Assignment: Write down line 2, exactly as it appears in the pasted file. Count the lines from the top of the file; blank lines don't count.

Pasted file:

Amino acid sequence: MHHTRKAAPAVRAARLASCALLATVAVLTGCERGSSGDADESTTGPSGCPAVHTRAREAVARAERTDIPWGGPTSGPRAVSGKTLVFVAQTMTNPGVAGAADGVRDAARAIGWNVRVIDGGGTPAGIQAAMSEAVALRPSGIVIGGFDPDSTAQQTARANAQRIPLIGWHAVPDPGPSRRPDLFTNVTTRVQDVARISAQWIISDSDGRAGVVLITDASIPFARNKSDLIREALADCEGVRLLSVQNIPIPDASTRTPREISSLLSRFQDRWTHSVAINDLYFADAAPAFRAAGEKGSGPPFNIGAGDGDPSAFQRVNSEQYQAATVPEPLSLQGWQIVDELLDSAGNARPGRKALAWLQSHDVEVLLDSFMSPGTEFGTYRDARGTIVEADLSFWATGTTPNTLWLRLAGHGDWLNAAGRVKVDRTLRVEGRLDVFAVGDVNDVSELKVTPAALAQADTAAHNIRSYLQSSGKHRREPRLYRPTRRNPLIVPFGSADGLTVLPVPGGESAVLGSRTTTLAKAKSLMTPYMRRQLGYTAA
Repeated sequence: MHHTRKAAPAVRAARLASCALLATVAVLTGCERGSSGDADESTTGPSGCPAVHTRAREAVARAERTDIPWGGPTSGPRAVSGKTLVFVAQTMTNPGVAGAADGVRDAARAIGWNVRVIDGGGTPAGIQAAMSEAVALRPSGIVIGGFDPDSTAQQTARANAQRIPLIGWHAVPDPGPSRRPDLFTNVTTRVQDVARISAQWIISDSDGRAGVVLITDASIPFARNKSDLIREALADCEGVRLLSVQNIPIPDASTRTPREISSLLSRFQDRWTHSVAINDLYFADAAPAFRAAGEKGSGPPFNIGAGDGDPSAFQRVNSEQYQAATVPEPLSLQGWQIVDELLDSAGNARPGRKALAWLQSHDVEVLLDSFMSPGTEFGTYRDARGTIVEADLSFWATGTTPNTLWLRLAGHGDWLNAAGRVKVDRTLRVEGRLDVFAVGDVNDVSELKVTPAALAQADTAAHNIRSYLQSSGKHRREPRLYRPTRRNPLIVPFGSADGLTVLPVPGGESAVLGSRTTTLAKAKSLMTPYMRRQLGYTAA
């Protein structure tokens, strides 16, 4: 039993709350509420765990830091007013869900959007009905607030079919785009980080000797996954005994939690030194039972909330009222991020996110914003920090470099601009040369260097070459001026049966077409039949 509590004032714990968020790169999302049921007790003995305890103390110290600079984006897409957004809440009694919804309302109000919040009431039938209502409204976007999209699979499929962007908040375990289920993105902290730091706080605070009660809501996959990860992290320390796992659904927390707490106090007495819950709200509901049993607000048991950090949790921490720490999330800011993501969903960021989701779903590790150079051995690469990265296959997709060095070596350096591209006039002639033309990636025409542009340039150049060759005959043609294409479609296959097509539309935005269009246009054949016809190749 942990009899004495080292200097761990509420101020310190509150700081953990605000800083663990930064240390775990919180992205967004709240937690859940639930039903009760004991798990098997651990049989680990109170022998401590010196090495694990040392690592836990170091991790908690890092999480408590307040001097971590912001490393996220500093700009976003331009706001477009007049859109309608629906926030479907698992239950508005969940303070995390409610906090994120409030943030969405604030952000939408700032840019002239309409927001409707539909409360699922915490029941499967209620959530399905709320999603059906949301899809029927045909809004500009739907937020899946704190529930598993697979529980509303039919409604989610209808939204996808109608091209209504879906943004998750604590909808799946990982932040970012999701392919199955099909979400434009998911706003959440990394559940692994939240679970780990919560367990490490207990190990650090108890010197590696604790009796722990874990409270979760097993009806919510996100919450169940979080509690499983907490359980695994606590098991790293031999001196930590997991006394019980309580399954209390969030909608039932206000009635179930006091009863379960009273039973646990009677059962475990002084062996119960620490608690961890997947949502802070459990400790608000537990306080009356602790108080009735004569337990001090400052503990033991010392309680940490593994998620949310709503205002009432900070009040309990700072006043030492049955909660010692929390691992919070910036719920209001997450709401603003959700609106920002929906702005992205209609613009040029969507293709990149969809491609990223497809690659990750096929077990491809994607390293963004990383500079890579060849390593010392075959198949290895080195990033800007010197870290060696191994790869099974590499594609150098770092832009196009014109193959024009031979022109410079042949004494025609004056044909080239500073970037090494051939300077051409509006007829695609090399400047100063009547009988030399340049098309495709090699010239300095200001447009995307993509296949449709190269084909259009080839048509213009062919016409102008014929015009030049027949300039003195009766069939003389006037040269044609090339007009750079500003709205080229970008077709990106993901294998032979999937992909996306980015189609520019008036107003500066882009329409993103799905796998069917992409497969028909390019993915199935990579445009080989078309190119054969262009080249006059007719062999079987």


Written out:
Repeated sequence: MHHTRKAAPAVRAARLASCALLATVAVLTGCERGSSGDADESTTGPSGCPAVHTRAREAVARAERTDIPWGGPTSGPRAVSGKTLVFVAQTMTNPGVAGAADGVRDAARAIGWNVRVIDGGGTPAGIQAAMSEAVALRPSGIVIGGFDPDSTAQQTARANAQRIPLIGWHAVPDPGPSRRPDLFTNVTTRVQDVARISAQWIISDSDGRAGVVLITDASIPFARNKSDLIREALADCEGVRLLSVQNIPIPDASTRTPREISSLLSRFQDRWTHSVAINDLYFADAAPAFRAAGEKGSGPPFNIGAGDGDPSAFQRVNSEQYQAATVPEPLSLQGWQIVDELLDSAGNARPGRKALAWLQSHDVEVLLDSFMSPGTEFGTYRDARGTIVEADLSFWATGTTPNTLWLRLAGHGDWLNAAGRVKVDRTLRVEGRLDVFAVGDVNDVSELKVTPAALAQADTAAHNIRSYLQSSGKHRREPRLYRPTRRNPLIVPFGSADGLTVLPVPGGESAVLGSRTTTLAKAKSLMTPYMRRQLGYTAA